When I was 17, still at school and still a virgin, I went to the football (the SA AFL) pretty much every week. I had friends whose fathers worked at the club, so got free tickets to go with my friends. We also got to hang out at the club, and often went out to the places that the footballers went. I was 17 and guess what – all of those athletic young men who were my age or a little older seemed pretty attractive, so flirting ensued. I was 17, I was out with older friends, so sometimes drinking ensued. Sometimes there was drinking and flirting and possibly even snogging. And, one night, at about 3am, after a few drinks, I ended up alone at the house of one of these footballers. It was not my intention to have sex with him when I went there – I was 17, and a virgin, and was still silly and naive enough to have romantic ideals about how I would like my “first time” (I also hadn’t cottoned on to the fact that romance is just another form of patriarchal social control, but I was young). And guess what? This footballer accepted that no meant no. That having sex with me would have constituted rape.
I have never been raped.
I will let you conclude your own morals from that story. But what I would like to say is, assumptions should not be made about people – not men and not women. I have to remember this story myself when I see all the stories about footballers and rape and start to be ready to classify them all as the same. They are not. And neither are the women involved.
My second story is a simpler one. I have had three children. When I was thinking of getting pregnant, I read widely on the issue of alcohol and pregnancy. Across the range of literature i read, the approaches which were recommended went from total abstinence to two drinks per day. I thought about the dangers and I made some sensible, informed choices. For the first 15 weeks of my pregnancy I completely abstained. After that, I had one to two drinks from time to time. I avoided beer and spirits completely, and confined myself to the odd glass of wine with a meal or celebratory glass of champagne. My children are robustly healthy and have developed normally (or in advance of time) both cognitively and physically. I feel no guilt about my alcohol consumption during pregnancy.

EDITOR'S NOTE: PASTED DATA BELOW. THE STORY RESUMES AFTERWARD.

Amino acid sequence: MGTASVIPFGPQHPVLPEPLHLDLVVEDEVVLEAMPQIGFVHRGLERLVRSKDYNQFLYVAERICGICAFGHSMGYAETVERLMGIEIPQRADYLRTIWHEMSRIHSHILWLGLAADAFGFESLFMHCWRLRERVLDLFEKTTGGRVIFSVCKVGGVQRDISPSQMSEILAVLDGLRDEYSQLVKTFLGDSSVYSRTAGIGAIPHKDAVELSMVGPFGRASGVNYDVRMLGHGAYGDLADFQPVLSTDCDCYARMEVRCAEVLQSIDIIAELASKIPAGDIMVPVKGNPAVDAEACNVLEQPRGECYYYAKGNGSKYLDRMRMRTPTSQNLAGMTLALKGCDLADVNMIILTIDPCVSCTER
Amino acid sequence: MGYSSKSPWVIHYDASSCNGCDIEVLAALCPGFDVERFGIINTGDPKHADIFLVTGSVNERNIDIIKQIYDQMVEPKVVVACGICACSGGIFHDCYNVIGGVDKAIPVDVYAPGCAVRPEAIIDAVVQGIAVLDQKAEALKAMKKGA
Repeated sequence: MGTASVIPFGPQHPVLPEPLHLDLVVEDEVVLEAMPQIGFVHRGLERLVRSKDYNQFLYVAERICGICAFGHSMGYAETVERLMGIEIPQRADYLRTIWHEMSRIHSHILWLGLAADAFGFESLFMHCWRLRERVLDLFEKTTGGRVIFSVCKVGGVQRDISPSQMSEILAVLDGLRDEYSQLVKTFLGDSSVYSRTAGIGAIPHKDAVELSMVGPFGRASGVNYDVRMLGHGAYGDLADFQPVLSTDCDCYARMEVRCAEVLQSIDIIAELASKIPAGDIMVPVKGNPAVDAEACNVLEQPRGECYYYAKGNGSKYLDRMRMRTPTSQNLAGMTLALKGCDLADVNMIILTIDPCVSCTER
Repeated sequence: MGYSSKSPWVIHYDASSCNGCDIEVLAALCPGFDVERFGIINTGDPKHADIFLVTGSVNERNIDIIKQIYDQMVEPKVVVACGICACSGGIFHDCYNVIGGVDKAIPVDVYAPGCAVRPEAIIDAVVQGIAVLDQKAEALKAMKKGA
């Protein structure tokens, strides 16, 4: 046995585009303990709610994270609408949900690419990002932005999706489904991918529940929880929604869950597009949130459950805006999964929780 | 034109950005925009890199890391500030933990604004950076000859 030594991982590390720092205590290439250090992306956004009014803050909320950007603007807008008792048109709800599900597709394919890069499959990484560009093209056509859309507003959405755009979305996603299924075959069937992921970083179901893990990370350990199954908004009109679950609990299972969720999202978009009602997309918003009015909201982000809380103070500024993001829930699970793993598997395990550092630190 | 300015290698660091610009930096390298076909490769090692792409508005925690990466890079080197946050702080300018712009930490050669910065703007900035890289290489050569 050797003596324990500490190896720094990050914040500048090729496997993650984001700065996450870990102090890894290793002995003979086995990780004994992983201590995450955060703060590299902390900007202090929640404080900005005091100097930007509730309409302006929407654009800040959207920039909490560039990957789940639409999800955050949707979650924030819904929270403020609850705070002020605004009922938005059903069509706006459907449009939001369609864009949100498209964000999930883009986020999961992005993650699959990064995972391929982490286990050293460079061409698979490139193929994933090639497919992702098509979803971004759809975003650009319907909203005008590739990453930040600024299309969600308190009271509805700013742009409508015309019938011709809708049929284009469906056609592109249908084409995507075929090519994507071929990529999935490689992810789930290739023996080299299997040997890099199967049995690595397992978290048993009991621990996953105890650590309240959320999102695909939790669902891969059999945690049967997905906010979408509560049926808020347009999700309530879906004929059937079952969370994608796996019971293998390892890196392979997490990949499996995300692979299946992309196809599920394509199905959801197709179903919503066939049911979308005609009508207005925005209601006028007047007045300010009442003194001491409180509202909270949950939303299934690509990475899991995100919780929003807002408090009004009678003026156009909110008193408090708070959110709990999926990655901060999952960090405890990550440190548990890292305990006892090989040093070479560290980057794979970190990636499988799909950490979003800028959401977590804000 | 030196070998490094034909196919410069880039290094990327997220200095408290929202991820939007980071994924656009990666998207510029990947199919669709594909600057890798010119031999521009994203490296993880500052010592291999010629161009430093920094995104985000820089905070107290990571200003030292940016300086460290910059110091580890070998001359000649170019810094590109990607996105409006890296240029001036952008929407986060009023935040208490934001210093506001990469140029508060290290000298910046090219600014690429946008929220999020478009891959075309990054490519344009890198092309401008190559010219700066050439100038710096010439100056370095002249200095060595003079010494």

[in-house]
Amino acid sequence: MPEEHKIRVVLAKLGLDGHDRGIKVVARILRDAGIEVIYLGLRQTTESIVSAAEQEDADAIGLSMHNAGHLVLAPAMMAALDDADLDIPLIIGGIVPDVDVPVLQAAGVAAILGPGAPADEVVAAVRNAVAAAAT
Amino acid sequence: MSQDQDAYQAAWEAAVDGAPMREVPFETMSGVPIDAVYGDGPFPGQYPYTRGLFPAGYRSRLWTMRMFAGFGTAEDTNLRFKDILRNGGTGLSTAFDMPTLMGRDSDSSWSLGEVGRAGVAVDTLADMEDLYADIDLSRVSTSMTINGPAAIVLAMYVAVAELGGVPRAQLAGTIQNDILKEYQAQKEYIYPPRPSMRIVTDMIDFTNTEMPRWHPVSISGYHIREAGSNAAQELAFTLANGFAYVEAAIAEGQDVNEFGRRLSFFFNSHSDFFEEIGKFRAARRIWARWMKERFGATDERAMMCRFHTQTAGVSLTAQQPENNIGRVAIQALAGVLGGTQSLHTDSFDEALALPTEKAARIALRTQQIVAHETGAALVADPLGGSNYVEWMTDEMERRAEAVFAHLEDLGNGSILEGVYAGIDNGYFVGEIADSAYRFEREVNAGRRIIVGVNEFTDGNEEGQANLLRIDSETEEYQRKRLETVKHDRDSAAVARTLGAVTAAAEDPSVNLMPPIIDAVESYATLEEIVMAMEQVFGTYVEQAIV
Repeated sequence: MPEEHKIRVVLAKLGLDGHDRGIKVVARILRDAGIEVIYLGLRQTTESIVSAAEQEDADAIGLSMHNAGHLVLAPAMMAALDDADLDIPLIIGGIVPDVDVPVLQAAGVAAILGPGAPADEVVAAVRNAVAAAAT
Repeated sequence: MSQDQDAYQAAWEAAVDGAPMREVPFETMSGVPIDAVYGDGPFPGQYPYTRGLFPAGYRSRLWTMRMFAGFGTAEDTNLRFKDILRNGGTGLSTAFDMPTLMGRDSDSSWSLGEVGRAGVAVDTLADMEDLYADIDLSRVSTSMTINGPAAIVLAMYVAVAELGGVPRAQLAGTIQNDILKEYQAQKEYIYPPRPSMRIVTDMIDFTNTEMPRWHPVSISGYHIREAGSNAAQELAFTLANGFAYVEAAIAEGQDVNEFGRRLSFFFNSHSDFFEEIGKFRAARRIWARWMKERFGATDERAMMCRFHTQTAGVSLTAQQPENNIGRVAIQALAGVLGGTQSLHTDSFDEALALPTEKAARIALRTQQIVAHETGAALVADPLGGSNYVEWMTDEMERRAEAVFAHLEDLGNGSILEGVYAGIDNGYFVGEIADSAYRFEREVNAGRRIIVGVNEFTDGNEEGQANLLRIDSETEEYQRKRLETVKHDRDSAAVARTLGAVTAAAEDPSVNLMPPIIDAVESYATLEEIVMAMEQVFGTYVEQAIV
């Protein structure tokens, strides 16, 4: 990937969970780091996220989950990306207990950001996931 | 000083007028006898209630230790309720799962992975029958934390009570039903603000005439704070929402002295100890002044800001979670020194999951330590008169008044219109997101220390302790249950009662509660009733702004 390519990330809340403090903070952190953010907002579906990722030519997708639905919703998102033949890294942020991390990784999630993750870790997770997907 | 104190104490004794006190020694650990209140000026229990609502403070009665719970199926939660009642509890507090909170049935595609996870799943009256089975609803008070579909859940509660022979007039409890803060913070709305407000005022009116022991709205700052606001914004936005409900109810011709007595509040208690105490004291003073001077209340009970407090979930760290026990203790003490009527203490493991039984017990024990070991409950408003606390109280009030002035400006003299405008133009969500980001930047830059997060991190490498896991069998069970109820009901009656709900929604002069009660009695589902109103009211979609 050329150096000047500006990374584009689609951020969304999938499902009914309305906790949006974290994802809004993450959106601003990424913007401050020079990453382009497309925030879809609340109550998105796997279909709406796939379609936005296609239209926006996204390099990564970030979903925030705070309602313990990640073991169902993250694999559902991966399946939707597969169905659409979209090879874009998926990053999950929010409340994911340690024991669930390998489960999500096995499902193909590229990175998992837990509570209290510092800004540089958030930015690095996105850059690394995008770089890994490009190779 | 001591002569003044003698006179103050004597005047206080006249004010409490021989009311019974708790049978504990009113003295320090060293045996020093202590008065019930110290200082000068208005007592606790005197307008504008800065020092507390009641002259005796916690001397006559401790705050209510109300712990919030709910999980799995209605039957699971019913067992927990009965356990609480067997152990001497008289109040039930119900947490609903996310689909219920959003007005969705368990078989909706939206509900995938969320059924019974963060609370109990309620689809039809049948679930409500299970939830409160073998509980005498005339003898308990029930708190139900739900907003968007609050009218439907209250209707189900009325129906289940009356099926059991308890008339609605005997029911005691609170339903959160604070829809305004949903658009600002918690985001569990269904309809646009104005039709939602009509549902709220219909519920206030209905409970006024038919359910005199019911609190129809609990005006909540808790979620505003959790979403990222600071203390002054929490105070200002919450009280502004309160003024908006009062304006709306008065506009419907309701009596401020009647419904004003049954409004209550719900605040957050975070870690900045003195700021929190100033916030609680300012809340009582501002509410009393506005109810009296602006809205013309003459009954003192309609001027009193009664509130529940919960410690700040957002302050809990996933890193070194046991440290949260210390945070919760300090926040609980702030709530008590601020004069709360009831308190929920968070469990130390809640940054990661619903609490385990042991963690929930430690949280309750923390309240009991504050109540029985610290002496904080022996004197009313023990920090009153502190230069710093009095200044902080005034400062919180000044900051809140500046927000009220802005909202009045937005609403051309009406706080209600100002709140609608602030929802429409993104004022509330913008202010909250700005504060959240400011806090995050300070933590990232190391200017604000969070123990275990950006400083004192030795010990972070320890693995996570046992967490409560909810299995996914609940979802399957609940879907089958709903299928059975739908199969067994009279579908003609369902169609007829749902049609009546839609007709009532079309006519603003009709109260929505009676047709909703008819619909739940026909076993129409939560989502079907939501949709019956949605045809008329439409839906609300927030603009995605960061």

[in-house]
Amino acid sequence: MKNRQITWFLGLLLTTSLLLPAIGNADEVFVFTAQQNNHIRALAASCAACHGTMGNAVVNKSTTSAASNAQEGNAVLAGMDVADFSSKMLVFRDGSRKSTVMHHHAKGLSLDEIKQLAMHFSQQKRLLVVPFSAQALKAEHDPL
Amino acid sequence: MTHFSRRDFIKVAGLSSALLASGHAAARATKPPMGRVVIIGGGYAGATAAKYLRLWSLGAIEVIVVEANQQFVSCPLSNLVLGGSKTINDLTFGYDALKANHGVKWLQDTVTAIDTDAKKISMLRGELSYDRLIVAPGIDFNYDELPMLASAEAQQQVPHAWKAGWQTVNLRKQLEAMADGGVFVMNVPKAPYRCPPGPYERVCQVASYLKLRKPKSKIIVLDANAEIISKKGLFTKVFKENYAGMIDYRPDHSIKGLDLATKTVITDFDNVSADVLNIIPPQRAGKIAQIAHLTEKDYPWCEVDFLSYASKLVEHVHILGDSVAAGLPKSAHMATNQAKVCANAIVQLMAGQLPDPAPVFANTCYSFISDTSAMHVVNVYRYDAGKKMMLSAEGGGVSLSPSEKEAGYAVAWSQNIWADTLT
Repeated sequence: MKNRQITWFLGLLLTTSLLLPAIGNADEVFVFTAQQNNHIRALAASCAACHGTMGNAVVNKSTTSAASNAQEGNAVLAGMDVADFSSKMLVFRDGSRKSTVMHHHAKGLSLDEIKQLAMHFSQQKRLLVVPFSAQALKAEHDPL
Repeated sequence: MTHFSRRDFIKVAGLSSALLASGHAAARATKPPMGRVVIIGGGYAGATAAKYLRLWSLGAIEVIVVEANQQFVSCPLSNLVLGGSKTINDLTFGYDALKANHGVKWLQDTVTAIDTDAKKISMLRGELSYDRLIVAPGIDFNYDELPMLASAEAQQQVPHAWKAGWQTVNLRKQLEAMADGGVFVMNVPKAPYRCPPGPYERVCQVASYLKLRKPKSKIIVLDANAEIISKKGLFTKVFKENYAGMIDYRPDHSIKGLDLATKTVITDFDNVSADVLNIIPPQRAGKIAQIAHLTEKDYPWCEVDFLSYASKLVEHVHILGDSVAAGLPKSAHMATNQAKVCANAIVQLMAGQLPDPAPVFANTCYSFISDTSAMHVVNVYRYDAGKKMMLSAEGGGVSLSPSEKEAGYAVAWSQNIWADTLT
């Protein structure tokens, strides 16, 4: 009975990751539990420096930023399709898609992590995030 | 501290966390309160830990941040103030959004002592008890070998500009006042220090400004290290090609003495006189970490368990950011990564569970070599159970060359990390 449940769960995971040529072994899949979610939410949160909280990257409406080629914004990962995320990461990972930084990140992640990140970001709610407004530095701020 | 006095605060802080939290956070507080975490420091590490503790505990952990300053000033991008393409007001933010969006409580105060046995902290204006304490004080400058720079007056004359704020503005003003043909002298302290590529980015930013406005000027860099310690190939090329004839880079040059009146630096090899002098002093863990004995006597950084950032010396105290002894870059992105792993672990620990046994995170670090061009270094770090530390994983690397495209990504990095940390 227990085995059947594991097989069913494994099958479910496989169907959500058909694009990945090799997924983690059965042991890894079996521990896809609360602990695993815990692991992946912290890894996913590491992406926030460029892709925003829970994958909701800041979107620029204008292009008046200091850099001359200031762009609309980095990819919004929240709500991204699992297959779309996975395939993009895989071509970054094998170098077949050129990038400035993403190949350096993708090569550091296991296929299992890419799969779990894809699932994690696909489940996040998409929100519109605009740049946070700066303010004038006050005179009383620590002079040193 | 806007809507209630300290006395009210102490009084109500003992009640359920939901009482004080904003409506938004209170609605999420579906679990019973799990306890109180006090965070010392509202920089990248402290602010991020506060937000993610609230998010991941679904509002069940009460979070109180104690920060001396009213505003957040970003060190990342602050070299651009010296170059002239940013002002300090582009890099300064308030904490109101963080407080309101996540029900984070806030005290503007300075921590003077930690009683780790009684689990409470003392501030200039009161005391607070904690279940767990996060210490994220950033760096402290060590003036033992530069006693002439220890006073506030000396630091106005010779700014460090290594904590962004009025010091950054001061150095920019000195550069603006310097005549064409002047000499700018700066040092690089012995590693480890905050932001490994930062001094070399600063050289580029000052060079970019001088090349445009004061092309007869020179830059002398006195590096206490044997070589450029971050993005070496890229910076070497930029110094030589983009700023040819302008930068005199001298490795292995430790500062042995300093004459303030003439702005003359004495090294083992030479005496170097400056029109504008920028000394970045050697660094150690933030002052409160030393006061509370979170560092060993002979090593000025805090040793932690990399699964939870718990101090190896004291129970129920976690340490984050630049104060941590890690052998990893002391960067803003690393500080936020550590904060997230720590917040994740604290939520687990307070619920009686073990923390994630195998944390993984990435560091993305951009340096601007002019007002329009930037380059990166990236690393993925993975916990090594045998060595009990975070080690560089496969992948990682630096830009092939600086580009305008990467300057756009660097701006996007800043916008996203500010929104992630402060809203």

Why can’t other women be trusted to make up their minds about alcohol and pregnancy? Fetal alcohol syndrome is an awful thing, but having the odd drink or two is unlikely to present a higher risk of damage to your unborn child than standing next to a microwave or breathing in cleaning agents when you scrub the shower. If we are not going to lock woman in a hermetically sealed box while they are pregnant, can we just get real? I don’t advocate or encourage drinking during pregnancy, I just think that women should be able to make up their own minds.
Alcohol is a drug and not without side effects and problems. But these side effects and problems should not be used as a way to control women. Women are capable of making sensible decisions and choices about alcohol during pregnancy. And if alcohol-fueled sexual assault occurs, maybe it is the drinking of the assaulter rather than the victim which we should condemn.
Or perhaps I am just dreaming?